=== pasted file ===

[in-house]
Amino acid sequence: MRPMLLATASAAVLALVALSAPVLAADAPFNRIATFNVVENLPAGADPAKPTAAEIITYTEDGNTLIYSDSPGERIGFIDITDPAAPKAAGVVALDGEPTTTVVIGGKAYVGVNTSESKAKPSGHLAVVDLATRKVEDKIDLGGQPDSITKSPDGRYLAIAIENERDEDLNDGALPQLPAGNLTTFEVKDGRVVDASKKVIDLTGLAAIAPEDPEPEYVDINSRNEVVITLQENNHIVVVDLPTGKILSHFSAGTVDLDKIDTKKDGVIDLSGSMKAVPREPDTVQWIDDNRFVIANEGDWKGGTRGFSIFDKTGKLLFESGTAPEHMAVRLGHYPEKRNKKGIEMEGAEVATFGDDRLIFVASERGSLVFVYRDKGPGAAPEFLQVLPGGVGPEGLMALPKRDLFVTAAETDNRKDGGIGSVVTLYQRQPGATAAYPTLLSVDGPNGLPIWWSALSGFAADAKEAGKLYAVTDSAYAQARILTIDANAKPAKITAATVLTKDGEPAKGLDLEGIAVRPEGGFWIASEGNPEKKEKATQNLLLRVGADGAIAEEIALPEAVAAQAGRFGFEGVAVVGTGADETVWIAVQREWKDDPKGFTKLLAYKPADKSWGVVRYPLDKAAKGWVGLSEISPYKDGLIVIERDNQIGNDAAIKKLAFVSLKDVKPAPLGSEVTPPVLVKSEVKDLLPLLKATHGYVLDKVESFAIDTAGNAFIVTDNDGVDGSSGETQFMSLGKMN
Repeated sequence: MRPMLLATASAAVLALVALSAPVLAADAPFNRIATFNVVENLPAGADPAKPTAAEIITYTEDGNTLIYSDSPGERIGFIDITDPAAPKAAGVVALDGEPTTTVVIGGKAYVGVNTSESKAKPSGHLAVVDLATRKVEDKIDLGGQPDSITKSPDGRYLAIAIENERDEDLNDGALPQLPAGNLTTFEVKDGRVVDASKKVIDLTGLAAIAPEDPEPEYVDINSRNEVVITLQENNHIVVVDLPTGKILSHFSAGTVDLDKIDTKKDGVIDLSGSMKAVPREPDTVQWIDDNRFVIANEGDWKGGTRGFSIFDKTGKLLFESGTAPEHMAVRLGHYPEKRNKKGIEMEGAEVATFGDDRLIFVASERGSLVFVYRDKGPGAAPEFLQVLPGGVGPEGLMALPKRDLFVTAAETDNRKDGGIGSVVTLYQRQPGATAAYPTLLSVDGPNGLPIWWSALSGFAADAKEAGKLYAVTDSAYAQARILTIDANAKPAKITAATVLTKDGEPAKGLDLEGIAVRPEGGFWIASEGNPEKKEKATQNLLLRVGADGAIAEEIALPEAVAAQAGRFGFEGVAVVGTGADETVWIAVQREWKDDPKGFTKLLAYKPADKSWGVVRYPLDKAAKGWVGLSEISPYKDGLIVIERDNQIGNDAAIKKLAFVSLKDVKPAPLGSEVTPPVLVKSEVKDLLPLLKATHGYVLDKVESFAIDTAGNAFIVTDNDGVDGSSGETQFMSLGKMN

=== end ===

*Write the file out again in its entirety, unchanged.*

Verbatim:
[in-house]
Amino acid sequence: MRPMLLATASAAVLALVALSAPVLAADAPFNRIATFNVVENLPAGADPAKPTAAEIITYTEDGNTLIYSDSPGERIGFIDITDPAAPKAAGVVALDGEPTTTVVIGGKAYVGVNTSESKAKPSGHLAVVDLATRKVEDKIDLGGQPDSITKSPDGRYLAIAIENERDEDLNDGALPQLPAGNLTTFEVKDGRVVDASKKVIDLTGLAAIAPEDPEPEYVDINSRNEVVITLQENNHIVVVDLPTGKILSHFSAGTVDLDKIDTKKDGVIDLSGSMKAVPREPDTVQWIDDNRFVIANEGDWKGGTRGFSIFDKTGKLLFESGTAPEHMAVRLGHYPEKRNKKGIEMEGAEVATFGDDRLIFVASERGSLVFVYRDKGPGAAPEFLQVLPGGVGPEGLMALPKRDLFVTAAETDNRKDGGIGSVVTLYQRQPGATAAYPTLLSVDGPNGLPIWWSALSGFAADAKEAGKLYAVTDSAYAQARILTIDANAKPAKITAATVLTKDGEPAKGLDLEGIAVRPEGGFWIASEGNPEKKEKATQNLLLRVGADGAIAEEIALPEAVAAQAGRFGFEGVAVVGTGADETVWIAVQREWKDDPKGFTKLLAYKPADKSWGVVRYPLDKAAKGWVGLSEISPYKDGLIVIERDNQIGNDAAIKKLAFVSLKDVKPAPLGSEVTPPVLVKSEVKDLLPLLKATHGYVLDKVESFAIDTAGNAFIVTDNDGVDGSSGETQFMSLGKMN
Repeated sequence: MRPMLLATASAAVLALVALSAPVLAADAPFNRIATFNVVENLPAGADPAKPTAAEIITYTEDGNTLIYSDSPGERIGFIDITDPAAPKAAGVVALDGEPTTTVVIGGKAYVGVNTSESKAKPSGHLAVVDLATRKVEDKIDLGGQPDSITKSPDGRYLAIAIENERDEDLNDGALPQLPAGNLTTFEVKDGRVVDASKKVIDLTGLAAIAPEDPEPEYVDINSRNEVVITLQENNHIVVVDLPTGKILSHFSAGTVDLDKIDTKKDGVIDLSGSMKAVPREPDTVQWIDDNRFVIANEGDWKGGTRGFSIFDKTGKLLFESGTAPEHMAVRLGHYPEKRNKKGIEMEGAEVATFGDDRLIFVASERGSLVFVYRDKGPGAAPEFLQVLPGGVGPEGLMALPKRDLFVTAAETDNRKDGGIGSVVTLYQRQPGATAAYPTLLSVDGPNGLPIWWSALSGFAADAKEAGKLYAVTDSAYAQARILTIDANAKPAKITAATVLTKDGEPAKGLDLEGIAVRPEGGFWIASEGNPEKKEKATQNLLLRVGADGAIAEEIALPEAVAAQAGRFGFEGVAVVGTGADETVWIAVQREWKDDPKGFTKLLAYKPADKSWGVVRYPLDKAAKGWVGLSEISPYKDGLIVIERDNQIGNDAAIKKLAFVSLKDVKPAPLGSEVTPPVLVKSEVKDLLPLLKATHGYVLDKVESFAIDTAGNAFIVTDNDGVDGSSGETQFMSLGKMN